It took me longer than I thought to get into Rantepao, the capital city of Tana Toraja that is located in the Island of Sulawesi—one of the islands in Indonesia—even though I was just coming from Makassar in the south of the island. Toraja is an ethnic group from the mountains of the Island of Sulawesi. They got their name from the city itself and that is how the majority group of the island, Bugis called them. They are approximately one million people although only half reside in the region.
Toraja country, hidden in the mountains, remained oblivious to the outside world until barely a century ago. The Netherlands controlled the Indonesian trade from 1602, but the first Dutch missionaries did not reach these lands until the beginning of the 20th century.
What’s intriguing is the death ritual of this unique land. For centuries, they have buried people on the ground inside vertical stonewalls using bamboo stairs – following the tradition that their dead bodies cannot be in contact with the ground. Over the years, this tradition has changed and these days they bury the corpses inside special coffins made of wood with a shape of a ship.
This unique practice originates from several myths and legends. One legend speaks of the first inhabitants of Toraja – Indo-Chinese people who arrived by boat from the North. They encountered a storm and used the ships to protect themselves. In another legend, children of the newcomers longed for a boat, which is why they build coffins in the shape of a ship. A third legend mentions that God first built such a house in heaven and then went down and did the same on earth. And, one last one suggests that it does not have the form of ships but of the horns of the buffalo.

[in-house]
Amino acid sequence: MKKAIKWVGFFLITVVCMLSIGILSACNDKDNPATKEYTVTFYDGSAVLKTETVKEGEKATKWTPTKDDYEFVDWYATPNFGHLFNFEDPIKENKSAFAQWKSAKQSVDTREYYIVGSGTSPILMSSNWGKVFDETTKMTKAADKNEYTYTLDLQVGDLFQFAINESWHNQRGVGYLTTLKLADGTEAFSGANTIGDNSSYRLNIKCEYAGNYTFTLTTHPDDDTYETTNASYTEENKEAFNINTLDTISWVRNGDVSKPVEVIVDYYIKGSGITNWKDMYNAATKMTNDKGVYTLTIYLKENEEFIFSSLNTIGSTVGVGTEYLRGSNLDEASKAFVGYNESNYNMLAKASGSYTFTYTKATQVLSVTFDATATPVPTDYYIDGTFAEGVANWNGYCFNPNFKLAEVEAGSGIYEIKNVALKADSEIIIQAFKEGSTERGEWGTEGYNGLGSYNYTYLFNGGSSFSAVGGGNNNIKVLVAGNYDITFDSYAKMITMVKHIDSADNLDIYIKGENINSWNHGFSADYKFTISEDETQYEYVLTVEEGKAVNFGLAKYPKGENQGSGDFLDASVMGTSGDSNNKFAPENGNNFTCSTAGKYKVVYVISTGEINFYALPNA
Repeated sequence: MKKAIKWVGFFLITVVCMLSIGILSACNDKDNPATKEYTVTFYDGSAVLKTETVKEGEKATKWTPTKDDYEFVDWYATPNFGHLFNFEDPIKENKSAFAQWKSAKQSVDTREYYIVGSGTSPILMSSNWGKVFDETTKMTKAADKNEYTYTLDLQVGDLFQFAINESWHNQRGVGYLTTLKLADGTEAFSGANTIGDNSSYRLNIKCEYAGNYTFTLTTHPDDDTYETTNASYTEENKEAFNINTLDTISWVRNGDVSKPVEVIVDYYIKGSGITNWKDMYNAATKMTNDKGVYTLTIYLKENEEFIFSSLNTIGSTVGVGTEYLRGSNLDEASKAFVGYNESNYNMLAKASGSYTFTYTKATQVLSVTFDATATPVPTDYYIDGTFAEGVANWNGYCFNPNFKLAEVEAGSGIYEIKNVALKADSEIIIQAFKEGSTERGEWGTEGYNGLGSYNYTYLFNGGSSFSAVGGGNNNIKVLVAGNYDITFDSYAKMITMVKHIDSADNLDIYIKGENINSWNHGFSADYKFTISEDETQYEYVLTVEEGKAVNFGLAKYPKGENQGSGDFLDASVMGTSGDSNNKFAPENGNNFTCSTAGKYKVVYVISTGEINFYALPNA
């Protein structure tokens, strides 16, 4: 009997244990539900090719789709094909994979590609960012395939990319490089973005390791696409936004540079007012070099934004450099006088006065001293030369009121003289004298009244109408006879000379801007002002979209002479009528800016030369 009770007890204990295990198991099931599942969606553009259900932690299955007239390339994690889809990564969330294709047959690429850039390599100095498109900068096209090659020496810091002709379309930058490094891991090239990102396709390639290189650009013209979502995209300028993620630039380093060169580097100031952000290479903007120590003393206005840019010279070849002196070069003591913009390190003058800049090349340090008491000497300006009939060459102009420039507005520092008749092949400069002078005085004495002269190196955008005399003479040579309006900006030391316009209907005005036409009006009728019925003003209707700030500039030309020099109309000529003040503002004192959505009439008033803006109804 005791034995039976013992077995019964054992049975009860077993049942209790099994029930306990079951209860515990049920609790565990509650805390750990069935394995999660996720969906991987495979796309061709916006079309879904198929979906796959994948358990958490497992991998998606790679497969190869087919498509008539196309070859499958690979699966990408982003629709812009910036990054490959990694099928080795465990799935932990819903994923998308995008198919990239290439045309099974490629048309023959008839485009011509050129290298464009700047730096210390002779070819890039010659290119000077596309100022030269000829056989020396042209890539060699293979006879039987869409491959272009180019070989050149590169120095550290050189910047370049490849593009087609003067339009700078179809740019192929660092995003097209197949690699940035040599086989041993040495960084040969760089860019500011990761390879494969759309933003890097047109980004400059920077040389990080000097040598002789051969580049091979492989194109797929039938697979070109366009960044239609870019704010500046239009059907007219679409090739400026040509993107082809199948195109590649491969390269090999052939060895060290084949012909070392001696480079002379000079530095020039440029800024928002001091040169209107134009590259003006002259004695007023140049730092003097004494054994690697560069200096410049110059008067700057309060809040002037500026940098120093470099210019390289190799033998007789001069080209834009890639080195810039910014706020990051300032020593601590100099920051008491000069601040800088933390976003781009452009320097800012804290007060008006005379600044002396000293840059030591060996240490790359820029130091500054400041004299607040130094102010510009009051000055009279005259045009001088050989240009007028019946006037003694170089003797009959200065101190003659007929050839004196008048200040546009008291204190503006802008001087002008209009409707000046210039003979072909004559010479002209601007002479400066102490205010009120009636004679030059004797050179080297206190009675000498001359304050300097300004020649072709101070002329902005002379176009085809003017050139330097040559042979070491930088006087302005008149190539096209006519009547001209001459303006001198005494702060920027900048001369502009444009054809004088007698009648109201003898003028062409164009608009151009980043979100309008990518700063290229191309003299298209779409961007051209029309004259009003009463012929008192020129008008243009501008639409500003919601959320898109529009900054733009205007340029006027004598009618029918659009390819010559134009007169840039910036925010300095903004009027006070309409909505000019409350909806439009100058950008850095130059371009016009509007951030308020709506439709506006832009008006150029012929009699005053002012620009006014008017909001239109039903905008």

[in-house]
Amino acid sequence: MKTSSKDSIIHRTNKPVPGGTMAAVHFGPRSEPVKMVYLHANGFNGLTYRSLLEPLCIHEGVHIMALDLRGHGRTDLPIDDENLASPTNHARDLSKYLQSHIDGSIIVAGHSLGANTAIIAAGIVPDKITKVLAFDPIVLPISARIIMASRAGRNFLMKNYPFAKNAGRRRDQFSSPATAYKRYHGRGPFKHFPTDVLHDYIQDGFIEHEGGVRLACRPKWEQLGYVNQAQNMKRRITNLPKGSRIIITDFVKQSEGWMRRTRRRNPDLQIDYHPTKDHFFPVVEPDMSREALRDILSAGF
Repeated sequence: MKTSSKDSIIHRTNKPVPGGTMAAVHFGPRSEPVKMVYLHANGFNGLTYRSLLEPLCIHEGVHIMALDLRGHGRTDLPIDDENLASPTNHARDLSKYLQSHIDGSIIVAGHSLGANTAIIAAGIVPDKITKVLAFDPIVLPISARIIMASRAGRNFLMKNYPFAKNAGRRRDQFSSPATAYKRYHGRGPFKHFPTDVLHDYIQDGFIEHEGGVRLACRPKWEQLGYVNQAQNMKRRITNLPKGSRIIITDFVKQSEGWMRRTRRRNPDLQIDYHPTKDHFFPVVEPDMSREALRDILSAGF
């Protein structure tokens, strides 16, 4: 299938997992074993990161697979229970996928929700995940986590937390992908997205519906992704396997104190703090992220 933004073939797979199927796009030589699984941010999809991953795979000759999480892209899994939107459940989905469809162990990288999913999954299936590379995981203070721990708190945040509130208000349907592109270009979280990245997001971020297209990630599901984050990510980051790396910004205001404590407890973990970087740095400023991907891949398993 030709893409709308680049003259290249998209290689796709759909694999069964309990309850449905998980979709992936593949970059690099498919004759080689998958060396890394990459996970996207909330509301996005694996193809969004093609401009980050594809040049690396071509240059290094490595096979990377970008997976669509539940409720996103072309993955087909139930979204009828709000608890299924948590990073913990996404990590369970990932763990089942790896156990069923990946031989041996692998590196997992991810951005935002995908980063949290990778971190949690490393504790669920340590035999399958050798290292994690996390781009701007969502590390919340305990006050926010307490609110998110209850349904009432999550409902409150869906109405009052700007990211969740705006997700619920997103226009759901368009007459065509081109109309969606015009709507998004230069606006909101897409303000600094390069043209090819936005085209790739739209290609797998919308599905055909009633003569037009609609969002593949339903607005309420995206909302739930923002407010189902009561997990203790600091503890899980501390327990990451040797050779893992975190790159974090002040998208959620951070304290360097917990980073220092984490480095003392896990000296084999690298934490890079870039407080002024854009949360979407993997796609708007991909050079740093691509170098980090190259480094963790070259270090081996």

The most important thing in the life of a Torajan is preparing the return to puya—the secret world of the ancestor or the land of souls. This is in stark contrast to the fear and denial of death in Western culture. Rather, the people of Torajan live naturally, consider death as homecoming, and the funeral as the most important ritual of a life cycle.
In many cases, the family keeps the body at home until they can afford an appropriate celebration.
For a Toraja, corpses are not dead. It is makula (sick person) and until the funeral is celebrated and some buffaloes sacrificed, the soul of the person remains bound within the house. Until then, each day, they will bring them drinks, food, take care of them –talk to them.
Often, the Torajans clean coffins of the deceased and change their clothes. It is called Ma’nene or second funeral. That day, families choose the clothes and necklaces that the deceased’s body will wear in a new rest. They clean and comb them.
In the Sulawesi region, death is a gradual social process and not an individual event. When the Western world sees death as an irrefutable biological condition, the Toraja see it as the demise of a corporeal form as part of a broader social genesis. A member of society is only truly dead when the whole family can agree and organize the necessary resources to hold an appropriate funeral ceremony.
The way they face death is surprising – though what it is more surprising is the way contemporary societies have hidden the only unavoidable destiny for every person. Death is inevitable and life a celebration. What starts at birth, ends with death. For the body, death is the ultimate climax. For the soul, it is a mere interlude.
-Ana Marín Lario